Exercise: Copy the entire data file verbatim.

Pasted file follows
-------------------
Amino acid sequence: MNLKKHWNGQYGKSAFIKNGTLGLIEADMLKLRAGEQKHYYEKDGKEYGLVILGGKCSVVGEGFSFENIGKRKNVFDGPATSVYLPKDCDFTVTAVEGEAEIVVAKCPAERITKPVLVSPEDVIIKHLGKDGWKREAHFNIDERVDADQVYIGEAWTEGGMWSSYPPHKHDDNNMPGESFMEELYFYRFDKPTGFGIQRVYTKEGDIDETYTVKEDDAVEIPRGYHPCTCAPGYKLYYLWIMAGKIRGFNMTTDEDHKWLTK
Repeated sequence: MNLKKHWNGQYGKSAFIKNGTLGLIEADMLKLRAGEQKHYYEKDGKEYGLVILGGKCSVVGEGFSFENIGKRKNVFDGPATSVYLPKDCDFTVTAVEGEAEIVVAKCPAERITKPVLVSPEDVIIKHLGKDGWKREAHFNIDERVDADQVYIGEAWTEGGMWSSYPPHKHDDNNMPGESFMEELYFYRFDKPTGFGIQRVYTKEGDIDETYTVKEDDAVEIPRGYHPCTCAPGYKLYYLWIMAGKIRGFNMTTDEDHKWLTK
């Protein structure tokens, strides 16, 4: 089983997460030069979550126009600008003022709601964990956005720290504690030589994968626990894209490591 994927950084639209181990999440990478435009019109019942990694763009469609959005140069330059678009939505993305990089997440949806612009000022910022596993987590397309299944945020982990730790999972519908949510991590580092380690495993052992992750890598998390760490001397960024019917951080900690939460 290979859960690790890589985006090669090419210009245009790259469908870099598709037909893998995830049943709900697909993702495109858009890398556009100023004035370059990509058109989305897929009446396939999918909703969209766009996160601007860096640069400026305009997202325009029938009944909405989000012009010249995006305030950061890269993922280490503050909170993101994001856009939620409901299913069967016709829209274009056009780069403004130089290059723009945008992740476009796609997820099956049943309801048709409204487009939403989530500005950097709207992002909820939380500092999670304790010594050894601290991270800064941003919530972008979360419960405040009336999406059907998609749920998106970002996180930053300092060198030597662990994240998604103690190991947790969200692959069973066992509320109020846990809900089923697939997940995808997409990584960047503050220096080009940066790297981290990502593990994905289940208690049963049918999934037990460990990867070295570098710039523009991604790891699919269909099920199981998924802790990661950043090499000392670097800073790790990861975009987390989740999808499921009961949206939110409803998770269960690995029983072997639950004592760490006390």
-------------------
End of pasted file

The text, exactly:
Amino acid sequence: MNLKKHWNGQYGKSAFIKNGTLGLIEADMLKLRAGEQKHYYEKDGKEYGLVILGGKCSVVGEGFSFENIGKRKNVFDGPATSVYLPKDCDFTVTAVEGEAEIVVAKCPAERITKPVLVSPEDVIIKHLGKDGWKREAHFNIDERVDADQVYIGEAWTEGGMWSSYPPHKHDDNNMPGESFMEELYFYRFDKPTGFGIQRVYTKEGDIDETYTVKEDDAVEIPRGYHPCTCAPGYKLYYLWIMAGKIRGFNMTTDEDHKWLTK
Repeated sequence: MNLKKHWNGQYGKSAFIKNGTLGLIEADMLKLRAGEQKHYYEKDGKEYGLVILGGKCSVVGEGFSFENIGKRKNVFDGPATSVYLPKDCDFTVTAVEGEAEIVVAKCPAERITKPVLVSPEDVIIKHLGKDGWKREAHFNIDERVDADQVYIGEAWTEGGMWSSYPPHKHDDNNMPGESFMEELYFYRFDKPTGFGIQRVYTKEGDIDETYTVKEDDAVEIPRGYHPCTCAPGYKLYYLWIMAGKIRGFNMTTDEDHKWLTK
């Protein structure tokens, strides 16, 4: 089983997460030069979550126009600008003022709601964990956005720290504690030589994968626990894209490591 994927950084639209181990999440990478435009019109019942990694763009469609959005140069330059678009939505993305990089997440949806612009000022910022596993987590397309299944945020982990730790999972519908949510991590580092380690495993052992992750890598998390760490001397960024019917951080900690939460 290979859960690790890589985006090669090419210009245009790259469908870099598709037909893998995830049943709900697909993702495109858009890398556009100023004035370059990509058109989305897929009446396939999918909703969209766009996160601007860096640069400026305009997202325009029938009944909405989000012009010249995006305030950061890269993922280490503050909170993101994001856009939620409901299913069967016709829209274009056009780069403004130089290059723009945008992740476009796609997820099956049943309801048709409204487009939403989530500005950097709207992002909820939380500092999670304790010594050894601290991270800064941003919530972008979360419960405040009336999406059907998609749920998106970002996180930053300092060198030597662990994240998604103690190991947790969200692959069973066992509320109020846990809900089923697939997940995808997409990584960047503050220096080009940066790297981290990502593990994905289940208690049963049918999934037990460990990867070295570098710039523009991604790891699919269909099920199981998924802790990661950043090499000392670097800073790790990861975009987390989740999808499921009961949206939110409803998770269960690995029983072997639950004592760490006390």